Truth be told, it's not been ALL bad. I did enjoy series 8 despite the constant need to go "LOOK!....LOOK AT CLARA!!". It had some great episodes, like the Robin Hood episode. And some legendary moments, like Capaldi's speech about war (The Zygon Inversion). But then as I type this, I remember that the speech was part of a large, drawn out two parter, made up of scenes and story from the cutting room floor of 24. And the Robin Hood episode ended with The Doctor using a 13th century bow to shoot a solid gold...I'll say that again...SOLID GOLD arrow, 100's of feet into the sky...because SCIENCE!
In fact it's all become quite odd. We have Steven Moffat. A longtime showrunner, who took the reins of this well oiled machine back in 2010. He had worked and written some episodes in the years beforehand (Forest of the Dead being one of them, a personal favourite of mine) and was more or less handed a show in the same state it is now.
Back in 2010, Doctor Who changed hands with a final episode for David Tennant. That episode saw us say goodbye to a Doctor, who'd captured the hearts of an entirely new generation of fans and reignited the flame for all the classic Whovians out there. An episode that also saw him tie up every loose end with every companion from every series thus far. Moffat couldn't really use anything really in the years prior to start his new series. Did he see this as a problem? No, he saw a blank canvas and he painted. He gave us brilliant, awe inspiring stories. They were complex and mad, like the Doctor himself. Go watch Season 7, it's brilliant! So, how does he end up going from that to thinking it's acceptable for the Doctor to be trapped for 4 BILLION YEARS in one episode, escaping a bad guy that we never see, via a wall, into his home planet THAT'S BEEN GONE SINCE 2005!!?? And the only reason we're told he's "THERE" is to do with his confession dial (if anyone can actually explain that episode to me, there's a shiny gold donkey in it for you).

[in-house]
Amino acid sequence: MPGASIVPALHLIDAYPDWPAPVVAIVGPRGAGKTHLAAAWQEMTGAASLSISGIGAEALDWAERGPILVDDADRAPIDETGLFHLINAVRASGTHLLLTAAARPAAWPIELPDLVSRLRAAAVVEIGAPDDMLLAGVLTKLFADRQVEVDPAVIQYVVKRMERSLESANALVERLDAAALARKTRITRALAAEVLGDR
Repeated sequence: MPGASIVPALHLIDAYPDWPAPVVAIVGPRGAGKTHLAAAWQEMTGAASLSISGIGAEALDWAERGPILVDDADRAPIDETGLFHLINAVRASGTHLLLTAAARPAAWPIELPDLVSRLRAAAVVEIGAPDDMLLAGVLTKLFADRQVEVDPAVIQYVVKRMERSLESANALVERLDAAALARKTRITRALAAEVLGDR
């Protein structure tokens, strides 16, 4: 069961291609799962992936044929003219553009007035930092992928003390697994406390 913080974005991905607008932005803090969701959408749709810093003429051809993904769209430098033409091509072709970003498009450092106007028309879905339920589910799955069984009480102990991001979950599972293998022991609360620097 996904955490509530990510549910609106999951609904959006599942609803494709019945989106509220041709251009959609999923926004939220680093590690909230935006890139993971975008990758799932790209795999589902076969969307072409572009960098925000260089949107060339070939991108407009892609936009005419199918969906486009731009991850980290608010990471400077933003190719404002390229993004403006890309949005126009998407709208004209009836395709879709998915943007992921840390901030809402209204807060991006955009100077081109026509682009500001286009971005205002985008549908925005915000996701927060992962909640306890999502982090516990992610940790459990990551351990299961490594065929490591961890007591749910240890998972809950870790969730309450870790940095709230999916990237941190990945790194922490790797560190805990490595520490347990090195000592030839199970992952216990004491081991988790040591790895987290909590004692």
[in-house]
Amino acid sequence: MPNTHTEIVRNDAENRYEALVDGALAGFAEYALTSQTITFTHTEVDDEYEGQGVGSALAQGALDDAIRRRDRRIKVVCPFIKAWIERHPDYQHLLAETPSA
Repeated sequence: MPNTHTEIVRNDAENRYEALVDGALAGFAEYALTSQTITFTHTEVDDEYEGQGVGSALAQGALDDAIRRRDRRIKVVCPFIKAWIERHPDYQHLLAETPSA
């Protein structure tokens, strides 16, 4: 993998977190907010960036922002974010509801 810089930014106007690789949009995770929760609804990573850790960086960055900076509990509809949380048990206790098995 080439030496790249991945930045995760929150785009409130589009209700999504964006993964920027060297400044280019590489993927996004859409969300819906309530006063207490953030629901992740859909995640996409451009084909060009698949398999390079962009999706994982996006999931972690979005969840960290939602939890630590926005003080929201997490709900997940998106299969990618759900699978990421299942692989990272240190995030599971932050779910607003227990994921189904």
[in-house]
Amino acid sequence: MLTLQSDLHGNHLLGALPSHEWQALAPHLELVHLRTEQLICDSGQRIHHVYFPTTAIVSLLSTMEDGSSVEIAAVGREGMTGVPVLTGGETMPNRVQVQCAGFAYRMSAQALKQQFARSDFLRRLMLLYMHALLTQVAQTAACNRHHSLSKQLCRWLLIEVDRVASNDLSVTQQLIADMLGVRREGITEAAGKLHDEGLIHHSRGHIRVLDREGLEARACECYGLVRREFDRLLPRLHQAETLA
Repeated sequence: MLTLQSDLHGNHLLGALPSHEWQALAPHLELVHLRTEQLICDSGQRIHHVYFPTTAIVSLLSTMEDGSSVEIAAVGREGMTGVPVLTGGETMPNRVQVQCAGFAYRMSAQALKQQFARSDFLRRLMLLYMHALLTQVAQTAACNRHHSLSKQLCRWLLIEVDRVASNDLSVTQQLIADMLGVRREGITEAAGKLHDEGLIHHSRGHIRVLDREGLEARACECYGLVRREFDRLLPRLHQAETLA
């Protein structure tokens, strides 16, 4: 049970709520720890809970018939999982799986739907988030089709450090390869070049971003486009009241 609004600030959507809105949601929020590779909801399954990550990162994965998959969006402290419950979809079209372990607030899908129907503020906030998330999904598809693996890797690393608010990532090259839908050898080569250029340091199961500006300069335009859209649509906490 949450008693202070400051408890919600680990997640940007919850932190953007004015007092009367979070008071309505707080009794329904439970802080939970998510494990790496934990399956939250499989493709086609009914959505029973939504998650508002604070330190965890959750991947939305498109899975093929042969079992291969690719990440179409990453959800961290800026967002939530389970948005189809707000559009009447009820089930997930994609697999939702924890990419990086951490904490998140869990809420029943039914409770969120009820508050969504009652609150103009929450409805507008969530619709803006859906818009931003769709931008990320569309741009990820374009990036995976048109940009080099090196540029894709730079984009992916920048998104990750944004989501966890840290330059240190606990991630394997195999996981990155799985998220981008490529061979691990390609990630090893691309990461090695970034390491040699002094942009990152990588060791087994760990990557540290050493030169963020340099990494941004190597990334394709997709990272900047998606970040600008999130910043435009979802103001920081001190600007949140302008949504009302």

Honestly, it's become a headache. These same convoluted cracks are also showing on Moffat's other project with Mark Gatiss, 'SHERLOCK'...
"Who do you think should play the next Doctor?", I've mused over this question for the past 2 weeks and I think I have the answer. In fact I know how we can save the whole show! For starters no more 2 parters. Stick with epic, one shots. If you can't tell your story in an hour, then it's probably no good. And your story can be completely impossible and ridiculous and still work in an hour if it's good enough, just look at Series 6 THE DOCTORS WIFE.
Keep it as just the Doctor and his companion. Stop actively trying to thicken up the cast, that's a process you can slowly and naturally do series by series. Make the people and creatures he meets on the way important and memorable by making his time with them more finite. You'll find that you'll have to make every minute on screen with them count and long, episodic monologues won't be filled with unnecessary dross.
So now, the big question: Who should play the Doctor? It's simple. A quality actor that NO ONE has heard of. No recommendations from me, I want them to announce an actor I've never heard of.
When Moffat introduced us to Matt Smith's Doctor, we had no prior thoughts about his work. We didn't see 'Malcolm' from THE THICK OF IT. Just like Tennant before him, this was our first time seeing him. Our first impression of both of those actors was, "They're the Doctor", whether we liked it or not. That's half the battle right there. Now all's they needed was to win us over, and that's easy because we're watching! We were as interested in the actor as we were the character. How was David Tennant going to play him? What little mannerisms was Matt Smith going to bring to the Whovian table? For the actor it's a tremendous journey, one that we feel we're taking with him, making us all much more invested in his adventures.
We need to go back to bare bones, simple one shot episodes with an actor that we only know as the Doctor. Will I get my wish? I'm not sure. As it stands, we're not even sure what gender the Doctor may be yet...